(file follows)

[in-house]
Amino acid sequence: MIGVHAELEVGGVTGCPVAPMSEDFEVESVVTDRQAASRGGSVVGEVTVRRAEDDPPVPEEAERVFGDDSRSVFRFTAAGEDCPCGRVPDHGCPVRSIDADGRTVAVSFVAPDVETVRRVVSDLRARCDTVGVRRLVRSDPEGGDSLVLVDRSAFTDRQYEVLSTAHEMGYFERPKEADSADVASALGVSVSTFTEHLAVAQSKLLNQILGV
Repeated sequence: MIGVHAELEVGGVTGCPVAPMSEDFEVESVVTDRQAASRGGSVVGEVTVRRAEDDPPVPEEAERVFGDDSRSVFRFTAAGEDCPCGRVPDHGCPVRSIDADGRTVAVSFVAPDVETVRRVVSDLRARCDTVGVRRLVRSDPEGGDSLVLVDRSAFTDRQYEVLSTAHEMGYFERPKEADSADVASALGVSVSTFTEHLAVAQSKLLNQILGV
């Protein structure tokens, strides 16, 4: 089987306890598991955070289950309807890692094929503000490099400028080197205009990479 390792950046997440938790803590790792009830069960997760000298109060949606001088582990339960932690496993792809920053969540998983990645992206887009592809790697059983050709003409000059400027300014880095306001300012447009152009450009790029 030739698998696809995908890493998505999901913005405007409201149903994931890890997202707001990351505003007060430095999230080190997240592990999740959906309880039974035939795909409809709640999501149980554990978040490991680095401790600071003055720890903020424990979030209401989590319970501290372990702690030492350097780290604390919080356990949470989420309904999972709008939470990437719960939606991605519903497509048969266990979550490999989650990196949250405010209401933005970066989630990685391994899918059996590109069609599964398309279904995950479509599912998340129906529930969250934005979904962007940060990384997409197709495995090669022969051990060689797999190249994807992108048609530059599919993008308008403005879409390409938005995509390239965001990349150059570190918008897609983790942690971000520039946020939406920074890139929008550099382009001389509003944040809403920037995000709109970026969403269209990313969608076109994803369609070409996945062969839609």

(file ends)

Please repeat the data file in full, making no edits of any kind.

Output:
[in-house]
Amino acid sequence: MIGVHAELEVGGVTGCPVAPMSEDFEVESVVTDRQAASRGGSVVGEVTVRRAEDDPPVPEEAERVFGDDSRSVFRFTAAGEDCPCGRVPDHGCPVRSIDADGRTVAVSFVAPDVETVRRVVSDLRARCDTVGVRRLVRSDPEGGDSLVLVDRSAFTDRQYEVLSTAHEMGYFERPKEADSADVASALGVSVSTFTEHLAVAQSKLLNQILGV
Repeated sequence: MIGVHAELEVGGVTGCPVAPMSEDFEVESVVTDRQAASRGGSVVGEVTVRRAEDDPPVPEEAERVFGDDSRSVFRFTAAGEDCPCGRVPDHGCPVRSIDADGRTVAVSFVAPDVETVRRVVSDLRARCDTVGVRRLVRSDPEGGDSLVLVDRSAFTDRQYEVLSTAHEMGYFERPKEADSADVASALGVSVSTFTEHLAVAQSKLLNQILGV
């Protein structure tokens, strides 16, 4: 089987306890598991955070289950309807890692094929503000490099400028080197205009990479 390792950046997440938790803590790792009830069960997760000298109060949606001088582990339960932690496993792809920053969540998983990645992206887009592809790697059983050709003409000059400027300014880095306001300012447009152009450009790029 030739698998696809995908890493998505999901913005405007409201149903994931890890997202707001990351505003007060430095999230080190997240592990999740959906309880039974035939795909409809709640999501149980554990978040490991680095401790600071003055720890903020424990979030209401989590319970501290372990702690030492350097780290604390919080356990949470989420309904999972709008939470990437719960939606991605519903497509048969266990979550490999989650990196949250405010209401933005970066989630990685391994899918059996590109069609599964398309279904995950479509599912998340129906529930969250934005979904962007940060990384997409197709495995090669022969051990060689797999190249994807992108048609530059599919993008308008403005879409390409938005995509390239965001990349150059570190918008897609983790942690971000520039946020939406920074890139929008550099382009001389509003944040809403920037995000709109970026969403269209990313969608076109994803369609070409996945062969839609």